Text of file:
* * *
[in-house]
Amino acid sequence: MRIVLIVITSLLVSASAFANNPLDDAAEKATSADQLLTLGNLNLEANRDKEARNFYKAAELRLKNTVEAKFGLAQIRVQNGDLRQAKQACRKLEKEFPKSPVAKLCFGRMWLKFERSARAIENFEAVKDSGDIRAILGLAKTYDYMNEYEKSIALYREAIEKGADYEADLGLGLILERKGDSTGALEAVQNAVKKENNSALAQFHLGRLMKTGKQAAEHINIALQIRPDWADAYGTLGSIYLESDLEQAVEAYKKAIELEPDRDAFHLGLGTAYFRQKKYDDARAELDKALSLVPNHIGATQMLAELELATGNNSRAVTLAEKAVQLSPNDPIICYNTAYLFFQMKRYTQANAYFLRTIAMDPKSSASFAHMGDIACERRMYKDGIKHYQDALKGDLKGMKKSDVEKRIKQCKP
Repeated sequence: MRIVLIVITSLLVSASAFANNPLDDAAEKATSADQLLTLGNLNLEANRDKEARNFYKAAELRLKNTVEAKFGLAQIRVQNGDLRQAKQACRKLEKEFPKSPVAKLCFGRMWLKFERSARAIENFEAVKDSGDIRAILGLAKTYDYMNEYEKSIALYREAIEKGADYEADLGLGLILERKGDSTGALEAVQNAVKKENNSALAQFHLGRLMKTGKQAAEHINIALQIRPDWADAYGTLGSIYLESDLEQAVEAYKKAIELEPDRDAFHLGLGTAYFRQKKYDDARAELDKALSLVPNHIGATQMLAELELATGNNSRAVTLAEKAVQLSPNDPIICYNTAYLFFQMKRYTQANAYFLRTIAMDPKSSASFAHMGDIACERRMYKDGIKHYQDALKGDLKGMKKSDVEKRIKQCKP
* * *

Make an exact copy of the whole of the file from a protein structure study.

[in-house]
Amino acid sequence: MRIVLIVITSLLVSASAFANNPLDDAAEKATSADQLLTLGNLNLEANRDKEARNFYKAAELRLKNTVEAKFGLAQIRVQNGDLRQAKQACRKLEKEFPKSPVAKLCFGRMWLKFERSARAIENFEAVKDSGDIRAILGLAKTYDYMNEYEKSIALYREAIEKGADYEADLGLGLILERKGDSTGALEAVQNAVKKENNSALAQFHLGRLMKTGKQAAEHINIALQIRPDWADAYGTLGSIYLESDLEQAVEAYKKAIELEPDRDAFHLGLGTAYFRQKKYDDARAELDKALSLVPNHIGATQMLAELELATGNNSRAVTLAEKAVQLSPNDPIICYNTAYLFFQMKRYTQANAYFLRTIAMDPKSSASFAHMGDIACERRMYKDGIKHYQDALKGDLKGMKKSDVEKRIKQCKP
Repeated sequence: MRIVLIVITSLLVSASAFANNPLDDAAEKATSADQLLTLGNLNLEANRDKEARNFYKAAELRLKNTVEAKFGLAQIRVQNGDLRQAKQACRKLEKEFPKSPVAKLCFGRMWLKFERSARAIENFEAVKDSGDIRAILGLAKTYDYMNEYEKSIALYREAIEKGADYEADLGLGLILERKGDSTGALEAVQNAVKKENNSALAQFHLGRLMKTGKQAAEHINIALQIRPDWADAYGTLGSIYLESDLEQAVEAYKKAIELEPDRDAFHLGLGTAYFRQKKYDDARAELDKALSLVPNHIGATQMLAELELATGNNSRAVTLAEKAVQLSPNDPIICYNTAYLFFQMKRYTQANAYFLRTIAMDPKSSASFAHMGDIACERRMYKDGIKHYQDALKGDLKGMKKSDVEKRIKQCKP